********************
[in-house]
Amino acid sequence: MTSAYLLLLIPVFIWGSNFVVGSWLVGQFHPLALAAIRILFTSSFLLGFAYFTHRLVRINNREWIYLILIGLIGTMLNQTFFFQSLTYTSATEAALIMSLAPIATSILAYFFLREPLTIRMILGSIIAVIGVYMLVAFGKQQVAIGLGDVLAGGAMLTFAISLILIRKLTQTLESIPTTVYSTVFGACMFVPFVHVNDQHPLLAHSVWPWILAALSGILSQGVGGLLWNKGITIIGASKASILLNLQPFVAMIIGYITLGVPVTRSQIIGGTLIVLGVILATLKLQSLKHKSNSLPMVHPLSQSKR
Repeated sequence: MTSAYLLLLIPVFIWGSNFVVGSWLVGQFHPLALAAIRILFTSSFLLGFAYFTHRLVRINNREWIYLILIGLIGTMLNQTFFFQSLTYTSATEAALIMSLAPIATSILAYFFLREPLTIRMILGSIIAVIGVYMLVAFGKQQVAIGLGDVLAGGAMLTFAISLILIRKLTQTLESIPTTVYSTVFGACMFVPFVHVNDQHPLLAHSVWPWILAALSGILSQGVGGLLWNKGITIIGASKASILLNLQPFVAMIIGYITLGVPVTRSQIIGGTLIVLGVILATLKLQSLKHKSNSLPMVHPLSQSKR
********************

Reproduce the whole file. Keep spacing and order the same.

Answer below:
[in-house]
Amino acid sequence: MTSAYLLLLIPVFIWGSNFVVGSWLVGQFHPLALAAIRILFTSSFLLGFAYFTHRLVRINNREWIYLILIGLIGTMLNQTFFFQSLTYTSATEAALIMSLAPIATSILAYFFLREPLTIRMILGSIIAVIGVYMLVAFGKQQVAIGLGDVLAGGAMLTFAISLILIRKLTQTLESIPTTVYSTVFGACMFVPFVHVNDQHPLLAHSVWPWILAALSGILSQGVGGLLWNKGITIIGASKASILLNLQPFVAMIIGYITLGVPVTRSQIIGGTLIVLGVILATLKLQSLKHKSNSLPMVHPLSQSKR
Repeated sequence: MTSAYLLLLIPVFIWGSNFVVGSWLVGQFHPLALAAIRILFTSSFLLGFAYFTHRLVRINNREWIYLILIGLIGTMLNQTFFFQSLTYTSATEAALIMSLAPIATSILAYFFLREPLTIRMILGSIIAVIGVYMLVAFGKQQVAIGLGDVLAGGAMLTFAISLILIRKLTQTLESIPTTVYSTVFGACMFVPFVHVNDQHPLLAHSVWPWILAALSGILSQGVGGLLWNKGITIIGASKASILLNLQPFVAMIIGYITLGVPVTRSQIIGGTLIVLGVILATLKLQSLKHKSNSLPMVHPLSQSKR